If by “civilization” Nordlinger is referring to Europe and the United States, then his proposal comes a couple of centuries too late. In their relations with the non-West—the peoples of Africa, Asia, and the Middle East—Western powers have rarely demonstrated a desire to be left alone. They have instead sought to subjugate and exploit populations classified as inferior. In pursuit of their objectives, they have relied not on suasion but on violence and intimidation.

To be sure, present-day Europeans and Americans bear no responsibility for the sins that their forbears committed in civilization’s name. Neither, however, should they indulge in the pretense that hostility toward the West today springs out of nowhere. History resists whitewashing. Although the tide of Western imperialism may have receded, it left behind a stain that time has yet to eradicate.

This describes the essence of the strategic dilemma that Europeans and Americans confront today. Having belatedly discovered the virtues of peaceful coexistence, Western nations confront adversaries who have long memories and a hunger for payback. Yesterday’s instigators have become today’s targets and cry foul. Now that we have all that we want, they say, please go away.

Yet as attacks inflicted upon the West pile up—Paris, Brussels, San Bernardino—it becomes apparent that violent jihadists won’t be going away anytime soon. As a consequence, support for a keep-killing-until-they-quit approach is gaining momentum. Nordlinger is not alone in calling for escalation. Donald Trump has demanded a declaration of war against ISIS. His running mate, Indiana Gov. Mike Pence, proposes to “defeat this enemy of civilization at its source.” Bloodlust is on the rise.

Such sentiments feed off the populist mood increasingly evident not only in Europe but also in the United States. An abiding characteristic of populism is a belief in simple solutions to complex problems. To purify the temple, throw out the moneylenders. To restore social harmony, expel all those who are different. To ensure peace, eliminate with prejudice all those suspected of posing a threat.

The problems with this line of thought are legion. For starters, it assumes an ability to distinguish between guilty and innocent—between violent jihadists at home and abroad and the rest of the planet’s 1.6 billion Muslims.

Implicit in Nordlinger’s formulation is the suggestion that present circumstances may have rendered such distinctions unnecessary, with anyone deemed at odds with “civilization” eligible for extermination. Note that in the case of Nice, few Western observers waited for investigators to identify the motive behind the attack, the perpetrator’s Tunisian origins’ being sufficient to incorporate the incident into the narrative of radical-Islamist violence directed against the West as a whole. It’s the equivalent of assuming that any shooting of a black male by any police officer is necessarily the direct result of racism.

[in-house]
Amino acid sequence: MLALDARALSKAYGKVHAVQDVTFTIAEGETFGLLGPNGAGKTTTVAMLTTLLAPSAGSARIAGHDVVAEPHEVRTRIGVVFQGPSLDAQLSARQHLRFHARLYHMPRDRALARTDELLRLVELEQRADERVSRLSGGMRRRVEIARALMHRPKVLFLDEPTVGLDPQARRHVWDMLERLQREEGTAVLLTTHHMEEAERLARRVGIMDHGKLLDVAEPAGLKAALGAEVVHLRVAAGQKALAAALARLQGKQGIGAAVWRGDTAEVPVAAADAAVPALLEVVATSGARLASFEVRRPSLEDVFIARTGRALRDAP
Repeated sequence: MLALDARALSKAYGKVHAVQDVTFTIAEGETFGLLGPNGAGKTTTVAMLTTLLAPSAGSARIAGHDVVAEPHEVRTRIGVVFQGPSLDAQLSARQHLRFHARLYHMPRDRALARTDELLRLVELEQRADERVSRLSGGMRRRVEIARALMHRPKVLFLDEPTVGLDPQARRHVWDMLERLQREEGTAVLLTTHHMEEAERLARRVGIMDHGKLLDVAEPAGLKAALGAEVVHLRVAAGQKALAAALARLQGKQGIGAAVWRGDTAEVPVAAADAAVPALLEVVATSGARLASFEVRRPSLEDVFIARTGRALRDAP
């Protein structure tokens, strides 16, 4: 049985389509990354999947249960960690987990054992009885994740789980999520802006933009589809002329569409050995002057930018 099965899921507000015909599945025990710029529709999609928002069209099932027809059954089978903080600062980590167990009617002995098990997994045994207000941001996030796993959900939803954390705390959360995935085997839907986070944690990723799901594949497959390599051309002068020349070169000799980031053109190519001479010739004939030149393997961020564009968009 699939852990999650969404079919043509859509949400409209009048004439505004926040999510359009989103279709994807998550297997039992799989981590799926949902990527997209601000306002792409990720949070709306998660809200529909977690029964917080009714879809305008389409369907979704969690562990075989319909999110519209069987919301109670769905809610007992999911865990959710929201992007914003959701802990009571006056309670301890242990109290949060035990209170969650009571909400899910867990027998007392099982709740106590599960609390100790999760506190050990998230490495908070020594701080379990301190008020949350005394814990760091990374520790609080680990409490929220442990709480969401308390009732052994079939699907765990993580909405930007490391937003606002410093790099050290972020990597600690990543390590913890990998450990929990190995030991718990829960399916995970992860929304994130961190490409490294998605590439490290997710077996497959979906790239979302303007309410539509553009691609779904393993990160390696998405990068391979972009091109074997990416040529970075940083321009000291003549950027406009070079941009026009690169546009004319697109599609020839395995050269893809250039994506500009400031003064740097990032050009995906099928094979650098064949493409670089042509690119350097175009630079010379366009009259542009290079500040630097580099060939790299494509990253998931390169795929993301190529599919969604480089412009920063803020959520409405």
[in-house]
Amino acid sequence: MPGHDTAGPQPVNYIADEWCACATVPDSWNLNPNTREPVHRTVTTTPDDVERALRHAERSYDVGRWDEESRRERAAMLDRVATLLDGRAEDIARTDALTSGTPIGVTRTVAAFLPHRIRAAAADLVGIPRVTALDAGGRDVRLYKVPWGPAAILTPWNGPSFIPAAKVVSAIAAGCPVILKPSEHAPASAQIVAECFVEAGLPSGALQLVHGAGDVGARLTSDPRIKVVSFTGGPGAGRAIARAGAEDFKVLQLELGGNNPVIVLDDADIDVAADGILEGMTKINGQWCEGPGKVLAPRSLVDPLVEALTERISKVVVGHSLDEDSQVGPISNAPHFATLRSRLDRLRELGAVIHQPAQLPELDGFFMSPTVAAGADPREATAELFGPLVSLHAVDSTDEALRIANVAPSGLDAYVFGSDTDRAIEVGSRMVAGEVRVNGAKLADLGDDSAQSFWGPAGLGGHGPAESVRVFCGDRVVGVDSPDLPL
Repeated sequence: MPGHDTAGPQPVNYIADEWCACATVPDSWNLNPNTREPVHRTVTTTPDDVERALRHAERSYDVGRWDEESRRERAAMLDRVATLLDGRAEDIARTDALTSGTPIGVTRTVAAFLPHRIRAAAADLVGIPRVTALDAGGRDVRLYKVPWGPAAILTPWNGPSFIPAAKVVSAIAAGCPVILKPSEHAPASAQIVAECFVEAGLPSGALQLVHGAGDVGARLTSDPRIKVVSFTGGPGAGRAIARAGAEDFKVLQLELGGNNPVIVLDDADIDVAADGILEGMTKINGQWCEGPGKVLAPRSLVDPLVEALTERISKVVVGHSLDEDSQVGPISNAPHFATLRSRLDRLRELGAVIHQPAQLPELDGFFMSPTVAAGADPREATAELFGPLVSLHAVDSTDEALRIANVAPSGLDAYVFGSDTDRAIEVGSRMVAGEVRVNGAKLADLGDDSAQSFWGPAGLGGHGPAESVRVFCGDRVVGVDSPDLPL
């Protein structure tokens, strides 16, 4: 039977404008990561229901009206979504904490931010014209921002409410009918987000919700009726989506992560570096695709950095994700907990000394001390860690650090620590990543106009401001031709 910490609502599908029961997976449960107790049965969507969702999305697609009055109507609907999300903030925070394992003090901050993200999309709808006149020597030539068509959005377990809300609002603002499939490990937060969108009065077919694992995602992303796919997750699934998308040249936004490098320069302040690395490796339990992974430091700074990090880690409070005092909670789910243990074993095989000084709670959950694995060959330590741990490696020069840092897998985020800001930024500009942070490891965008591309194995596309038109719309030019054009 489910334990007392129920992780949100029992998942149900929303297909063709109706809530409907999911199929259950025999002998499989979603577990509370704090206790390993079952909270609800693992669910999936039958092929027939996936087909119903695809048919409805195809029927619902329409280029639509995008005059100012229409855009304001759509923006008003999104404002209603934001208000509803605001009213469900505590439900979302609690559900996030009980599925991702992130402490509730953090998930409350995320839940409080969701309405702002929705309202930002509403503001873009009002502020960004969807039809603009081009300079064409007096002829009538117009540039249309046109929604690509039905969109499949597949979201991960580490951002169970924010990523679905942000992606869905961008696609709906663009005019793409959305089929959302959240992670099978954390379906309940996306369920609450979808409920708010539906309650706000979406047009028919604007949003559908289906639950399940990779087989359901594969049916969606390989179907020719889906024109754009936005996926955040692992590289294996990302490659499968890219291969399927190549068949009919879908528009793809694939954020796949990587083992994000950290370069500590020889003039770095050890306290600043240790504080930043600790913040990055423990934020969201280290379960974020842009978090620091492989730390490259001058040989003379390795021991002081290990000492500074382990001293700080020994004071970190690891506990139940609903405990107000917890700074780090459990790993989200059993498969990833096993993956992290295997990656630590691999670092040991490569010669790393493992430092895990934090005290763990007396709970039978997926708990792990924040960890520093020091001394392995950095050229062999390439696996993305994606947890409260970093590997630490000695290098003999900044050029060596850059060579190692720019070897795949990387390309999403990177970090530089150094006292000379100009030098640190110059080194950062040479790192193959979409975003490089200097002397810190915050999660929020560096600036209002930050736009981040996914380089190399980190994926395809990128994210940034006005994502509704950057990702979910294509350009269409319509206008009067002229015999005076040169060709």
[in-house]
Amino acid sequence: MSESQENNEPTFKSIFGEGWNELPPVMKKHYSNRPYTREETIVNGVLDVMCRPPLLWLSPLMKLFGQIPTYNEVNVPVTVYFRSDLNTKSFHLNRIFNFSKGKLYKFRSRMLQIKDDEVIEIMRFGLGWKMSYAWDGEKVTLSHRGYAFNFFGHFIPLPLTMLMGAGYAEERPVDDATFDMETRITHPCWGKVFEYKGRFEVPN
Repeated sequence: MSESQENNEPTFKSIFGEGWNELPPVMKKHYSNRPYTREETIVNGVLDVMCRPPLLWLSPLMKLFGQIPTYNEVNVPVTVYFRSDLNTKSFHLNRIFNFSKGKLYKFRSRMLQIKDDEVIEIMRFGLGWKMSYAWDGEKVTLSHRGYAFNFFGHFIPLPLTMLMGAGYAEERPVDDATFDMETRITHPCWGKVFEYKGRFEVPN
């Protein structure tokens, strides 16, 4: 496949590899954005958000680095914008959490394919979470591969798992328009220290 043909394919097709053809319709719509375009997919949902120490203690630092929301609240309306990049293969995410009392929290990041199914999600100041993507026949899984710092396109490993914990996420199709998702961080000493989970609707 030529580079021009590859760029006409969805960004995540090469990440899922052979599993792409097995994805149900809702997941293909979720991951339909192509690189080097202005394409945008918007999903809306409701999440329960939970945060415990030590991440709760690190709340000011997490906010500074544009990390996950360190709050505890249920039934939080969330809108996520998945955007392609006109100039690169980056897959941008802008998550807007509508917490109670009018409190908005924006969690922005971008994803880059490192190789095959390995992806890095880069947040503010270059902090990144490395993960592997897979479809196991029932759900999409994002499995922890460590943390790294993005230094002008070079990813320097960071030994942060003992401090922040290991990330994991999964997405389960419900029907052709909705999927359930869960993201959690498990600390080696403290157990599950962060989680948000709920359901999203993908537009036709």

Even more fundamentally, Nordlinger’s proposal collides with this further problem: Why hasn’t the Western killing perpetrated thus far yielded signs of progress? Although the fact garners only passing attention among Europeans and Americans, the number of Westerners killed by terrorists pales in comparison to the body count racked up in recent years by the United States and its allies in the Islamic world. While estimates of the overall death toll range widely, one reputable 2015 study calculated that a staggering 1.3 million Muslims have died due to violence since 9/11—jihadists and suspected jihadists along with mere bystanders categorized as collateral casualties. Yet no evidence exists to show that this vast bloodletting has diminished the threat.

By implication, our work has just begun, with the counter-jihad now underway destined to last for years, if not decades. In the meantime, the agents of Western civilization, armed to the teeth with high-tech weaponry and justified by self-serving arguments, will presumably have to kill millions more.

When the day of victory finally arrives, we may wonder what will then remain of the values we are ostensibly defending.

The West today finds itself caught in a paradox of its own making: Violence employed by prior generations claiming to represent civilization has elicited a violent response; the violence we employ today to defend that civilization actually feeds the very forces that imperil it.

Hillary Clinton’s Dangerously Coherent Foreign Policy

Unlike Donald Trump, the Democratic nominee’s ideas are frighteningly clear

July 25, 2016

by Thaddeus Russell


He had been called a racist, a bigot, and even a fascist, but it is likely that for the Washington elite no epithet attached to Donald Trump was more meaningful than Hillary Clinton calling him incoherent.